Mark Adams attended the Hans Hofmann School of Fine Arts in New York City in 1945 after studying for two years at Syracuse University. He spent the next few years traveling between New York and California before he settled in the San Francisco Bay Area in 1952. Adams married fellow artist Beth Van Hoesen in 1953, and completed a four-month apprenticeship in Aubusson tapestry with the acclaimed Jean Lurçart in Saint-Céré, France in 1955. After returning to the Bay Area, he and Van Hoesen settled in a 1909 Noe Valley firehouse, which the couple had converted into living and studio space in 1959. Adams taught at such institutions as the University of California, Davis, the San Francisco Art Institute, and the Arrowmount School in Tennessee. He completed numerous commissioned tapestries and stained glass windows including a thirty-foot long tapestry for the Weyerhaeuser Co. headquarters in Tacoma, Washington and stained glass windows for Grace Cathedral and Temple Emanu-El in San Francisco. Adams’ works are included in the permanent collections of the San Francisco Museum of Modern Art, the de Young Museum, the Dallas Museum of Art, as well as in numerous other institutions.
Mark Adams is best remembered for his versatility as an artist, possessing talent in a diverse array of artistic media including tapestry, stained glass, oil painting, mosaic, drawing, watercolor, and printmaking. Early in his artistic career he focused on tapestry and stained glass. By 1962 Adams had two solo exhibitions of his tapestries at the de Young Museum and the San Francisco Museum of Modern Art. He completed tapestry commissions for various institutions, including the San Francisco International Airport. Adams later took an interest in stained glass, which he considered an extension of his work with tapestry and his enthusiasm for liturgical art.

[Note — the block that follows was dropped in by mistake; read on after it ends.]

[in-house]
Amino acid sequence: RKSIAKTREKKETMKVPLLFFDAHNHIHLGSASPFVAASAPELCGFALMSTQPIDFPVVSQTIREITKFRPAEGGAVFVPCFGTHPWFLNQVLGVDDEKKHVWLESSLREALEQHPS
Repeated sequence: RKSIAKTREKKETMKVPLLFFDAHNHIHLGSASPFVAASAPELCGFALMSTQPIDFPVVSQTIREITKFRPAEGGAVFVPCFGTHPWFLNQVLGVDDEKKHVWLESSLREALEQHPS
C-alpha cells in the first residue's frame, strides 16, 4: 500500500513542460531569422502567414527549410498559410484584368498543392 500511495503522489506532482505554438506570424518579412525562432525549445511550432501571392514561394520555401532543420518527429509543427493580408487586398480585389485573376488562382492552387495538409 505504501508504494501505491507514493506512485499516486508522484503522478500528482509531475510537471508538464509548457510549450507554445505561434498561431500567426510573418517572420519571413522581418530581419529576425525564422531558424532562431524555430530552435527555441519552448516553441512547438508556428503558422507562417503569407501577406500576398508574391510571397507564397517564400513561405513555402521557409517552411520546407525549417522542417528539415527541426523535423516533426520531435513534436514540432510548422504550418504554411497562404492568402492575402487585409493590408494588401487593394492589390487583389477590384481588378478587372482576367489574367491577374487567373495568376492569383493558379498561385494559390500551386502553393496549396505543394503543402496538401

By 1975, Adams grew frustrated with the limitations of his craft and the lack of complete control he had over the actual fabrication of his work. Drawn to the idea of small, intimate, and personal works that he could manage from beginning to end, he began a new venture in watercolor. Adams soon realized he could incorporate his techniques of flat planes of color as he had in tapestry and stained glass by using a wash to create his desired spatial effects, along with continuing his ideas of transparency and luminosity. He favored the quotidian subjects that exemplified his life, depicting them in such a way as to evoke a sense of nostalgia. Adams eventually learned to deemphasize his precise technique as a means to communicate his excitement for the subject he was portraying.